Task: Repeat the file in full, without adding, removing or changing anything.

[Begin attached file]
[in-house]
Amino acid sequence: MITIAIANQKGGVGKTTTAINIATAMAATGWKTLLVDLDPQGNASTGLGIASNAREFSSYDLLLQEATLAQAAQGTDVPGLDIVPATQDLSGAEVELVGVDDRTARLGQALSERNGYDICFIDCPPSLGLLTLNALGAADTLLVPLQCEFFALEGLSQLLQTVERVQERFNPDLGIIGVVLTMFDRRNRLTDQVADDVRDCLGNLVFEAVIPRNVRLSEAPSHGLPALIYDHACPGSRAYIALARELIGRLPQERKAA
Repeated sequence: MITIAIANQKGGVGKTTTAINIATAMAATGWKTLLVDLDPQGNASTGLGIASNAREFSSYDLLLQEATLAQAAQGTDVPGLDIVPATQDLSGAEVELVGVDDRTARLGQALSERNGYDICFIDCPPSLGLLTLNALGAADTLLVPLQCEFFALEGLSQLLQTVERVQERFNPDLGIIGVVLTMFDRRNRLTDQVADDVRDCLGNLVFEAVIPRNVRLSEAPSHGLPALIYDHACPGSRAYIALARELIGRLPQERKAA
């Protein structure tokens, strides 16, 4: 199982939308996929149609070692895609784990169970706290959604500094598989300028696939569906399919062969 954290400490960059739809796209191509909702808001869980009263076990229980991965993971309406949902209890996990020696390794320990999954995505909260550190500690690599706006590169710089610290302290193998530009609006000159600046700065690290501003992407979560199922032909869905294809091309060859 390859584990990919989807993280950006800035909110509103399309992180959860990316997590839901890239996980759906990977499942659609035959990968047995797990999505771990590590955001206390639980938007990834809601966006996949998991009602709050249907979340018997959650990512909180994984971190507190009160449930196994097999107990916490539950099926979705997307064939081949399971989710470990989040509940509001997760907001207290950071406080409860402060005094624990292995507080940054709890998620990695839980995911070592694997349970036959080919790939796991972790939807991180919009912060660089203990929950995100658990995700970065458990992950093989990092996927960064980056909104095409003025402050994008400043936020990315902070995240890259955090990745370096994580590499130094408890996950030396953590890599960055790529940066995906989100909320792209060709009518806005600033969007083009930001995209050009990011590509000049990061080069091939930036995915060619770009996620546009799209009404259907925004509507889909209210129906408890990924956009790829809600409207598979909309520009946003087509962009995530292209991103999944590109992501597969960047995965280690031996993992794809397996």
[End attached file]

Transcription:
[in-house]
Amino acid sequence: MITIAIANQKGGVGKTTTAINIATAMAATGWKTLLVDLDPQGNASTGLGIASNAREFSSYDLLLQEATLAQAAQGTDVPGLDIVPATQDLSGAEVELVGVDDRTARLGQALSERNGYDICFIDCPPSLGLLTLNALGAADTLLVPLQCEFFALEGLSQLLQTVERVQERFNPDLGIIGVVLTMFDRRNRLTDQVADDVRDCLGNLVFEAVIPRNVRLSEAPSHGLPALIYDHACPGSRAYIALARELIGRLPQERKAA
Repeated sequence: MITIAIANQKGGVGKTTTAINIATAMAATGWKTLLVDLDPQGNASTGLGIASNAREFSSYDLLLQEATLAQAAQGTDVPGLDIVPATQDLSGAEVELVGVDDRTARLGQALSERNGYDICFIDCPPSLGLLTLNALGAADTLLVPLQCEFFALEGLSQLLQTVERVQERFNPDLGIIGVVLTMFDRRNRLTDQVADDVRDCLGNLVFEAVIPRNVRLSEAPSHGLPALIYDHACPGSRAYIALARELIGRLPQERKAA
């Protein structure tokens, strides 16, 4: 199982939308996929149609070692895609784990169970706290959604500094598989300028696939569906399919062969 954290400490960059739809796209191509909702808001869980009263076990229980991965993971309406949902209890996990020696390794320990999954995505909260550190500690690599706006590169710089610290302290193998530009609006000159600046700065690290501003992407979560199922032909869905294809091309060859 390859584990990919989807993280950006800035909110509103399309992180959860990316997590839901890239996980759906990977499942659609035959990968047995797990999505771990590590955001206390639980938007990834809601966006996949998991009602709050249907979340018997959650990512909180994984971190507190009160449930196994097999107990916490539950099926979705997307064939081949399971989710470990989040509940509001997760907001207290950071406080409860402060005094624990292995507080940054709890998620990695839980995911070592694997349970036959080919790939796991972790939807991180919009912060660089203990929950995100658990995700970065458990992950093989990092996927960064980056909104095409003025402050994008400043936020990315902070995240890259955090990745370096994580590499130094408890996950030396953590890599960055790529940066995906989100909320792209060709009518806005600033969007083009930001995209050009990011590509000049990061080069091939930036995915060619770009996620546009799209009404259907925004509507889909209210129906408890990924956009790829809600409207598979909309520009946003087509962009995530292209991103999944590109992501597969960047995965280690031996993992794809397996």